ANKARA (Reuters) - Turkey bought S-400 missile defence systems from Russia to use them, not put them aside, the head of the Turkish Defence Industry Directorate said on Saturday, days after talks between President Tayyip Erdogan and U.S. President Donald Trump.
Erdogan and Trump held talks in Washington on Wednesday to overcome increasing differences between the NATO allies, ranging from Syria policy to sanctions threats over Turkey's purchase of the S-400s, which Washington says pose a threat to its Lockheed Martin LMT.N F-35 fighter jets.
Washington has warned that Ankara will face sanctions over its purchase of the S-400s, and has suspended Turkey from the F-35 programme, in which it was a customer and manufacturer. It has yet to impose any sanctions on Turkey, which began receiving the Russian systems in July.
In an interview with broadcaster CNN Turk, Ismail Demir said it was not logical for any country to purchase such systems only to put them aside, and added that Ankara and Washington aimed to tackle the issue.
“It is not a correct approach to say ‘we won’t use them for their sake’ about a system that we bought out of necessity and paid so much money for,” Demir said. “We have allied relations with Russia and the United States. We have to go on and respect the agreements we signed,” he said.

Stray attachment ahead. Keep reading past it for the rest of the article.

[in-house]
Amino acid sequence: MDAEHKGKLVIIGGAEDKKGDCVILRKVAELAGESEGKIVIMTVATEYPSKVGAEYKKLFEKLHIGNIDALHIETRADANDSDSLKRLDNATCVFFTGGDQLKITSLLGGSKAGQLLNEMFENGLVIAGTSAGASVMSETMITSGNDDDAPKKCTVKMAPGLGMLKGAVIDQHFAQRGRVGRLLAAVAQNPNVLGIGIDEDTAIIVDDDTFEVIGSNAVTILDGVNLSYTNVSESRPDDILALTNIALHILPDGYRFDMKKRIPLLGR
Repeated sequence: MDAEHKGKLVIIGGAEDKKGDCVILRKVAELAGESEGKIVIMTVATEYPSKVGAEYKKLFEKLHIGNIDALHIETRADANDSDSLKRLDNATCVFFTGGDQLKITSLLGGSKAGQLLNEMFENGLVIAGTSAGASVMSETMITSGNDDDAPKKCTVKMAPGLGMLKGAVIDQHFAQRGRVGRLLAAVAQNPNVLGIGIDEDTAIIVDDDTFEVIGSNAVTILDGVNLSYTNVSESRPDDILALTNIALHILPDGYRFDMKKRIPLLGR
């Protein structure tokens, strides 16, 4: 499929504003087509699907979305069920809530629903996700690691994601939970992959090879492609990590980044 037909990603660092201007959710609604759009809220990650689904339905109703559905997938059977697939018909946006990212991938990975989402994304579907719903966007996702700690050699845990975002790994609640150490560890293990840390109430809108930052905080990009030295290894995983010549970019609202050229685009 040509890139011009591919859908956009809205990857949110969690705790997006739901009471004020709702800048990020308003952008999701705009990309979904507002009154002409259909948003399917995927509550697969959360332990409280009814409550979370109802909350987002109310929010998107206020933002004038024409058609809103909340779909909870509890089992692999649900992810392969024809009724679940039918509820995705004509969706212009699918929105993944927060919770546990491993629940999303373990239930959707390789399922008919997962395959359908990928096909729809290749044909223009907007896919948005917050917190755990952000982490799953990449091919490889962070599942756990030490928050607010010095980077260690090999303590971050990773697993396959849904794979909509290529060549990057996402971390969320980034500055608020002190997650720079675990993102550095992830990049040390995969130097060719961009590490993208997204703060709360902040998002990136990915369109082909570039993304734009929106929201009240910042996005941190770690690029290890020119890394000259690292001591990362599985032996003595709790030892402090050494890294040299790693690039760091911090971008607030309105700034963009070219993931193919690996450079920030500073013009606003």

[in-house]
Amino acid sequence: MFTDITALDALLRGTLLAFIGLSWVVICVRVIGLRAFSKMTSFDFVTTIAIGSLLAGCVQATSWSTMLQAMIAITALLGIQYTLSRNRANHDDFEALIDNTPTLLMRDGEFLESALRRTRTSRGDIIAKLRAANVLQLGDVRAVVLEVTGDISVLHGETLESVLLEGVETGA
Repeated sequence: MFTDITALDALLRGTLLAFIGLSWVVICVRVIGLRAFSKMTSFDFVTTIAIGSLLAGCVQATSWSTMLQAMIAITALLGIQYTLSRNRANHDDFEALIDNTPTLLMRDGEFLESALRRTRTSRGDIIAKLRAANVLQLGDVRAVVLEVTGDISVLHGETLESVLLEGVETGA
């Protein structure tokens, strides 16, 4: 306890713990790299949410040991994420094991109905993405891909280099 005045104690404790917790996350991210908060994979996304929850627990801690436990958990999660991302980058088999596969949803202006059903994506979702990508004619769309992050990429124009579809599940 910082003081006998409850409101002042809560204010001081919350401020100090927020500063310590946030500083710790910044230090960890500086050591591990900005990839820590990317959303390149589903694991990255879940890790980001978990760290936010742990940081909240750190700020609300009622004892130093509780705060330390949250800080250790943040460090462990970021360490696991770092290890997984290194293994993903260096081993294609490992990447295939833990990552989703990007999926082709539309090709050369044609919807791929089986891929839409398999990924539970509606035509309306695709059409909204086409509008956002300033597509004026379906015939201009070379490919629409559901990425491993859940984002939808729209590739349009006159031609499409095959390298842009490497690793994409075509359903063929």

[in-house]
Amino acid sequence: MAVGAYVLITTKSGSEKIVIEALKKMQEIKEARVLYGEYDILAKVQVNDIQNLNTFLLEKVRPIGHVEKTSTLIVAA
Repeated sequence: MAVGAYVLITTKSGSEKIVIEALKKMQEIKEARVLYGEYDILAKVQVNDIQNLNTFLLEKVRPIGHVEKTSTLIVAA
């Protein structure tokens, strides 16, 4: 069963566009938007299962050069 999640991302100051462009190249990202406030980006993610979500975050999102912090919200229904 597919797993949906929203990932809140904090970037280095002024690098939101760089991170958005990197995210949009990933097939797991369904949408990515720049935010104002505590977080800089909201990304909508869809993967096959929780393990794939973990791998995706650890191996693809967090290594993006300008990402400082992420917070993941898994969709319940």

On Wednesday, Trump urged Erdogan at the White House to drop the S-400 systems, but Erdogan later said Ankara could not harm its relations with Russia. He reiterated Turkey’s desire to buy U.S. Patriot defences in addition to the S-400s.
A top aide to Erdogan said on Friday that Turkish and U.S. officials had begun working as part of a joint mechanism aiming to evaluate the impact of the S-400s on the F-35s.
Demir said the move showed an easing in the position of the United States, and added that Turkey was ready to take measures that will address U.S. concerns over the S-400s after the talks.
“As a loyal friend and ally, we have said we were ready to take measures if there are any risks that we have overlooked on this issue,” Demir said. “We still believe we can find a middle ground on the S-400 issue, so long as both sides are open.”
Demir also said Turkish personnel were continuing their training on the S-400s in Russia, but added that there would be no Russian personnel coming to Turkey to operate the systems.
Reporting by Tuvan Gumrukcu; Editing by Catherine Evans and David Evans
Our Standards: The Thomson Reuters Trust Principles.